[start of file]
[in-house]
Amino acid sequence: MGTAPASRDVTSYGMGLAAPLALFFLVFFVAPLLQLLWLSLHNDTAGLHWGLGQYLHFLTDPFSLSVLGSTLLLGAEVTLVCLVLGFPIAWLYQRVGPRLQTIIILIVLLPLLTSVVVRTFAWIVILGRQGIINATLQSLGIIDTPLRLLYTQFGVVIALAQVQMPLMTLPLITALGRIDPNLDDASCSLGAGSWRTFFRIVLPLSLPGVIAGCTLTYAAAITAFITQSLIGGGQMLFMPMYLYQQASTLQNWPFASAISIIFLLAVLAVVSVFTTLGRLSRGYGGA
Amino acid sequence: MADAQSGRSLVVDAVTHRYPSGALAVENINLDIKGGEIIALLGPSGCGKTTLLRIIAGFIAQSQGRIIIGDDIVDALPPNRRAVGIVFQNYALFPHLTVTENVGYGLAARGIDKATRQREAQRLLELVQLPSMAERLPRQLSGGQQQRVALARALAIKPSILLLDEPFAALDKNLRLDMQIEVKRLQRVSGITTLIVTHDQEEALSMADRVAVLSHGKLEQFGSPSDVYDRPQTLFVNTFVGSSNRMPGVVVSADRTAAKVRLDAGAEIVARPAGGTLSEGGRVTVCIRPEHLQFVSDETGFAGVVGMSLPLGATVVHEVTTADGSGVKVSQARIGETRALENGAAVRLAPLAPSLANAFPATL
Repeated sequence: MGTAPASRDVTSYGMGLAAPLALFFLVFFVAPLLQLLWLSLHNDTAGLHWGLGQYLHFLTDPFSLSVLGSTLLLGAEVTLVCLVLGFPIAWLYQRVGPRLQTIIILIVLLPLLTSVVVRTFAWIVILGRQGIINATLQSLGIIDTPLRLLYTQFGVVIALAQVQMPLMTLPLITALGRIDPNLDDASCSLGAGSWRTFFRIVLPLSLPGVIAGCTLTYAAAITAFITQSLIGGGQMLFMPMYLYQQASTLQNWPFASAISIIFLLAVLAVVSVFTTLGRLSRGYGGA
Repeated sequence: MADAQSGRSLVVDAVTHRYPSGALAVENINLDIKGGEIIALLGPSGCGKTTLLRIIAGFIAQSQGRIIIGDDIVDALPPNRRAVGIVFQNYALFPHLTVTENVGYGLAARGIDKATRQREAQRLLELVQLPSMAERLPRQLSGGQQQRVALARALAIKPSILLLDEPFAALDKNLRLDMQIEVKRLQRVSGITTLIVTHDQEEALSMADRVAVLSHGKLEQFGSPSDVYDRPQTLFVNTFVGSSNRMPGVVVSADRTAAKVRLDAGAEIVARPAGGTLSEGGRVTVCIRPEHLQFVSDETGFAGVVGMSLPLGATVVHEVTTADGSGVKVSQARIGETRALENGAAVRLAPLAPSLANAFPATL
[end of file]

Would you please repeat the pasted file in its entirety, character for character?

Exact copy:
[in-house]
Amino acid sequence: MGTAPASRDVTSYGMGLAAPLALFFLVFFVAPLLQLLWLSLHNDTAGLHWGLGQYLHFLTDPFSLSVLGSTLLLGAEVTLVCLVLGFPIAWLYQRVGPRLQTIIILIVLLPLLTSVVVRTFAWIVILGRQGIINATLQSLGIIDTPLRLLYTQFGVVIALAQVQMPLMTLPLITALGRIDPNLDDASCSLGAGSWRTFFRIVLPLSLPGVIAGCTLTYAAAITAFITQSLIGGGQMLFMPMYLYQQASTLQNWPFASAISIIFLLAVLAVVSVFTTLGRLSRGYGGA
Amino acid sequence: MADAQSGRSLVVDAVTHRYPSGALAVENINLDIKGGEIIALLGPSGCGKTTLLRIIAGFIAQSQGRIIIGDDIVDALPPNRRAVGIVFQNYALFPHLTVTENVGYGLAARGIDKATRQREAQRLLELVQLPSMAERLPRQLSGGQQQRVALARALAIKPSILLLDEPFAALDKNLRLDMQIEVKRLQRVSGITTLIVTHDQEEALSMADRVAVLSHGKLEQFGSPSDVYDRPQTLFVNTFVGSSNRMPGVVVSADRTAAKVRLDAGAEIVARPAGGTLSEGGRVTVCIRPEHLQFVSDETGFAGVVGMSLPLGATVVHEVTTADGSGVKVSQARIGETRALENGAAVRLAPLAPSLANAFPATL
Repeated sequence: MGTAPASRDVTSYGMGLAAPLALFFLVFFVAPLLQLLWLSLHNDTAGLHWGLGQYLHFLTDPFSLSVLGSTLLLGAEVTLVCLVLGFPIAWLYQRVGPRLQTIIILIVLLPLLTSVVVRTFAWIVILGRQGIINATLQSLGIIDTPLRLLYTQFGVVIALAQVQMPLMTLPLITALGRIDPNLDDASCSLGAGSWRTFFRIVLPLSLPGVIAGCTLTYAAAITAFITQSLIGGGQMLFMPMYLYQQASTLQNWPFASAISIIFLLAVLAVVSVFTTLGRLSRGYGGA
Repeated sequence: MADAQSGRSLVVDAVTHRYPSGALAVENINLDIKGGEIIALLGPSGCGKTTLLRIIAGFIAQSQGRIIIGDDIVDALPPNRRAVGIVFQNYALFPHLTVTENVGYGLAARGIDKATRQREAQRLLELVQLPSMAERLPRQLSGGQQQRVALARALAIKPSILLLDEPFAALDKNLRLDMQIEVKRLQRVSGITTLIVTHDQEEALSMADRVAVLSHGKLEQFGSPSDVYDRPQTLFVNTFVGSSNRMPGVVVSADRTAAKVRLDAGAEIVARPAGGTLSEGGRVTVCIRPEHLQFVSDETGFAGVVGMSLPLGATVVHEVTTADGSGVKVSQARIGETRALENGAAVRLAPLAPSLANAFPATL